On Tuesday, Jan.15, the Board of County Commissioners discussed the challenge of broadband availability in rural areas and examined options for addressing the problem. County staff briefed Commissioners on past efforts to work with local internet service providers that were unsuccessful in developing a sustainable business model for rural broadband service. A representative from the Task Force on Rural Internet, Broadband, Wireless, and Cellular Service discussed their research to determine the challenges, issues, and potential actions to address broadband access to the unserved and underserved in all rural areas of Maryland. The Task Force delivered a report to the Maryland General Assembly that summarized its findings. It recommended gaining access to electric utility rights-of-way for broadband and developing partnerships to access existing fiber networks. In 2017, Governor Larry Hogan established an Office of Rural Broadband to identify needs and potentially provide some funds for rural broadband projects in the state of Maryland. Commissioners asked staff to draft a county-wide broadband plan and establish a task force to pursue legislative action and funding options available to ensure broadband access for everyone.

Commissioners also held a work session to discuss a proposal by Commissioner Gilbert Bowling (District 1) for the formation of a Rural Land Use Designations Task Force. The purpose of the task force is to bring individuals from the rural community into the process of proposed zoning changes related to the Comprehensive Plan. Commissioners would appoint members from key stakeholder groups to the task force and the group would be charged with proposing zoning text amendments and making recommendations on changes to zoning on rural land uses. Based on feedback from the Board, Commissioner Bowling will present additional information and a proposed resolution to establish the group, that includes details about its membership and scope of responsibility, for Commissioners to consider at the next meeting on Tuesday, Jan. 29.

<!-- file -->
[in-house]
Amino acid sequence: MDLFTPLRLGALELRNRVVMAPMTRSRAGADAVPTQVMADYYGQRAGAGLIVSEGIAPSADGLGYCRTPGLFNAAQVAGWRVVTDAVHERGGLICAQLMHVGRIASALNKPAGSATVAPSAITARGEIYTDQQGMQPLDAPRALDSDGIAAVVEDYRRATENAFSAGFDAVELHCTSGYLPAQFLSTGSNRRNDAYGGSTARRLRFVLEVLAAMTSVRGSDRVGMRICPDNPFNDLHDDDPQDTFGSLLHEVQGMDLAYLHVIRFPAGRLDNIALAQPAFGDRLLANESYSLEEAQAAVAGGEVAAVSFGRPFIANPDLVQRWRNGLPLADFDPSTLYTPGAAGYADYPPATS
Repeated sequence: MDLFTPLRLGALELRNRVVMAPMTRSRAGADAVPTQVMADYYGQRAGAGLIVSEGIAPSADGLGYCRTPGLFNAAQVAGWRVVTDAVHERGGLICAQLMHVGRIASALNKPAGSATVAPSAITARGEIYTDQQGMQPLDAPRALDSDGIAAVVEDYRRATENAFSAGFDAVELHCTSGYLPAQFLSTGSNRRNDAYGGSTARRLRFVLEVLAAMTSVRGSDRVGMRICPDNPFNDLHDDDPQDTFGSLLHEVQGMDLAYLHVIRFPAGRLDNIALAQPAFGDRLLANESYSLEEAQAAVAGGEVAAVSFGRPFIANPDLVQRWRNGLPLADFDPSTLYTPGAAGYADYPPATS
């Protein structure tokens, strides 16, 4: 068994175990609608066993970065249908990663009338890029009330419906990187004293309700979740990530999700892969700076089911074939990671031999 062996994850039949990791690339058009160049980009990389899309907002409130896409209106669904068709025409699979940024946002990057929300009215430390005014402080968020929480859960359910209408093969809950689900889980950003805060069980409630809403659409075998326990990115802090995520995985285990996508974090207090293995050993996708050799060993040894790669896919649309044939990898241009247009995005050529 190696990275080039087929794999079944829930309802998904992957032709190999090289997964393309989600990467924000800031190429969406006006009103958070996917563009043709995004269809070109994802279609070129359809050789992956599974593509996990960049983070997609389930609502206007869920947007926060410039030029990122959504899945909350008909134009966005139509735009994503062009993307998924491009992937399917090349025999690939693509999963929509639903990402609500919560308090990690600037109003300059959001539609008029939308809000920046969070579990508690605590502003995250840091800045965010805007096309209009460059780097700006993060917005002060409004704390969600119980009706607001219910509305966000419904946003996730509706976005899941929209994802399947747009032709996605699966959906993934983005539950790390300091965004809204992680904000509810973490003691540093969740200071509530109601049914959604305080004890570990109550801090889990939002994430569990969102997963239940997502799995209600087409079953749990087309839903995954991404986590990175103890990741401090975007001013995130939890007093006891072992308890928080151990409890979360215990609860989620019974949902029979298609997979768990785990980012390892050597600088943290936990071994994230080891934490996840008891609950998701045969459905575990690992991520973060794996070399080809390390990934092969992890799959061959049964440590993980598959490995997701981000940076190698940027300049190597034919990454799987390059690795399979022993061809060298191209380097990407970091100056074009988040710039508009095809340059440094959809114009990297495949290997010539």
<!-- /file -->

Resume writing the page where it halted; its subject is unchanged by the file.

Open Session Briefings

Broadband in Charles County: County staff updated Commissioners on the current accessibility of broadband internet service throughout Charles County.
Fiscal 2018 Audit Presentation: The County’s outside auditor, SB & Company, LLC, presented a summary of results from its audit of the county’s 2018 financial statements. They provided an overview of the audit approach, evaluation of key processes, and findings from the audit. View the full presentation on BoardDocs.
Charles County Financial Policies: County staff briefed County Commissioners on financial policies related to the budget, investments, debts, revenues, fund balance, expenditures, capital management, accounting, and financial reporting.
County Attorney and Human Resources Department Briefings: Acting County Attorney Danielle Mitchell presented an overview of the County Attorney’s Office, its role and functions, and current projects. Mitchell also provided background on the Charles County Charitable Trust, an entity responsible for awarding and managing grants to local nonprofit. Megan Donnick, acting director of Human Resources, summarized the responsibilities of the department, its upcoming priorities, current collective bargaining agreements, and the results of the recent employee survey. View the full presentations in BoardDocs.